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Lizuma L.,University of Latvia | Lizuma L.,Geology and Meteorology Agency | Briede A.,University of Latvia | Klavins M.,University of Latvia
Hydrology Research | Year: 2010

This study investigated long-term variability and trends in Latvia's annual, seasonal, monthly and daily precipitation using data from 10 meteorological stations for the period 1925-2006 and from station Riga University for the period 1850-2006. The obtained results indicate that during the 20th century a significant increase in precipitation has occurred in the cold season while the warm period showed a decreasing tendency. The annual precipitation totals showed a slight decrease, at half of the studied stations, due to opposite tendencies in cold season and warm season. The long-term trend in the annual precipitation in Riga (from 1850) was positive with large interannual and interdecadal variability. The extreme precipitation events were evaluated using a set of nine climate change indices. Of these, number of wet days, 1-day and 5-days maximum precipitation, moderate wet days and very wet days showed a well pronounced positive tendency In the cold period of the year particularly in winter. No overall long-term trend was detected in extreme precipitation in summer. As in the case of 150-year precipitation pattern, extreme precipitation exhibited cyclic fluctuations that were more pronounced than linear changes. The close correlation between North Atlantic oscillation (NAO) and extreme precipitation was found for winter season. © IWA Publishing 2010. Source


Schroder W.,University of Vechta | Holy M.,University of Vechta | Pesch R.,University of Vechta | Harmens H.,UK Center for Ecology and Hydrology | And 18 more authors.
Atmospheric Environment | Year: 2010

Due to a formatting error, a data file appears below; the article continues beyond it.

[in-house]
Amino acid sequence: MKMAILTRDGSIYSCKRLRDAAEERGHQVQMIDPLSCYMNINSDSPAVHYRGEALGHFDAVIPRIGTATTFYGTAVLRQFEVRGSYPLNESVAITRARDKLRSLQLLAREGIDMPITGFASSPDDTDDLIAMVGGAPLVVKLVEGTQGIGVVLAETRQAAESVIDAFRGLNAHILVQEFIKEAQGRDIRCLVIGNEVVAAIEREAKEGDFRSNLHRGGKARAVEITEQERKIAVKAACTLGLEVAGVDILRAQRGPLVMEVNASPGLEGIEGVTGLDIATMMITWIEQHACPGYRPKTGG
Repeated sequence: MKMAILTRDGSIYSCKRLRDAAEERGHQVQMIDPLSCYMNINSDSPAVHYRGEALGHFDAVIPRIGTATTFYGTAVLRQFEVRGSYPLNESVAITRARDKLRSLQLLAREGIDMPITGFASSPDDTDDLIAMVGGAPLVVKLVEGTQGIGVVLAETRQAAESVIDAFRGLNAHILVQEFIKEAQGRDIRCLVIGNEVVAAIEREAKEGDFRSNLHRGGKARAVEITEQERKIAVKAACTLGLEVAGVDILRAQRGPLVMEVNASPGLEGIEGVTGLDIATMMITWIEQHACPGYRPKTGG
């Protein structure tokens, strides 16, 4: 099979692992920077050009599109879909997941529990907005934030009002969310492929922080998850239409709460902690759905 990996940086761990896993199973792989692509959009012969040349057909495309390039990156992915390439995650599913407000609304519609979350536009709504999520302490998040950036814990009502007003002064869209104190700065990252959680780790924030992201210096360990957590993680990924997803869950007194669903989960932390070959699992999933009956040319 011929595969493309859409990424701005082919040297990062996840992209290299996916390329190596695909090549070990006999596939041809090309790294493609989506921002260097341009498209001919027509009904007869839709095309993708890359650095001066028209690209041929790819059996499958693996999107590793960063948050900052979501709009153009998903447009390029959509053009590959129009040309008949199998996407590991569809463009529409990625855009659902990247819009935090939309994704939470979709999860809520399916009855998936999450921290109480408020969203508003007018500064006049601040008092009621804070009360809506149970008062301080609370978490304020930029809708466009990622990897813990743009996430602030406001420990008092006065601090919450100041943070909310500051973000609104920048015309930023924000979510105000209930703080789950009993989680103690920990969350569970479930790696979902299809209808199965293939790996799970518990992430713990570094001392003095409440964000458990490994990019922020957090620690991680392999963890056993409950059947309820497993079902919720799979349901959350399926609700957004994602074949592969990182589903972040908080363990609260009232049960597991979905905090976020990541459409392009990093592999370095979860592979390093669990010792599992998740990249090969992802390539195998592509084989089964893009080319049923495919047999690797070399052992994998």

In this study, the indicative value of mosses as biomonitors of atmospheric nitrogen (N) depositions and air concentrations on the one hand and site-specific and regional factors which explain best the total N concentration in mosses on the other hand were investigated for the first time at a European scale using correlation analyses. The analyses included data from mosses collected from 2781 sites across Europe within the framework of the European moss survey 2005/6, which was coordinated by the International Cooperative Programme on Effects of Air Pollution on Natural Vegetation and Crops (ICP Vegetation). Modelled atmospheric N deposition and air concentration data were calculated using the Unified EMEP Model of the European Monitoring and Evaluation Programme (EMEP) of the Convention on Long-range Transboundary Air Pollution (CLRTAP). The modelled deposition and concentration data encompass various N compounds. In order to assess the correlations between moss tissue total N concentrations and the chosen predictors, Spearman rank correlation analysis and Classification and Regression Trees (CART) were applied. The Spearman rank correlation analysis showed that the total N concentration in mosses and modelled N depositions and air concentrations are significantly correlated (0.53 ≤ rs ≤ 0.68, p < 0.001). Correlations with other predictors were lower than 0.55. The CART analysis indicated that the variation in the total N concentration in mosses was best explained by the variation in NH4 + concentrations in air, followed by NO2 concentrations in air, sampled moss species and total dry N deposition. The total N concentrations in mosses mirror land use-related atmospheric concentrations and depositions of N across Europe. In addition to already proven associations to measured N deposition on a local scale the study at hand gives a scientific prove on the association of N concentration in mosses and modelled deposition at the European scale. © 2010 Elsevier Ltd. Source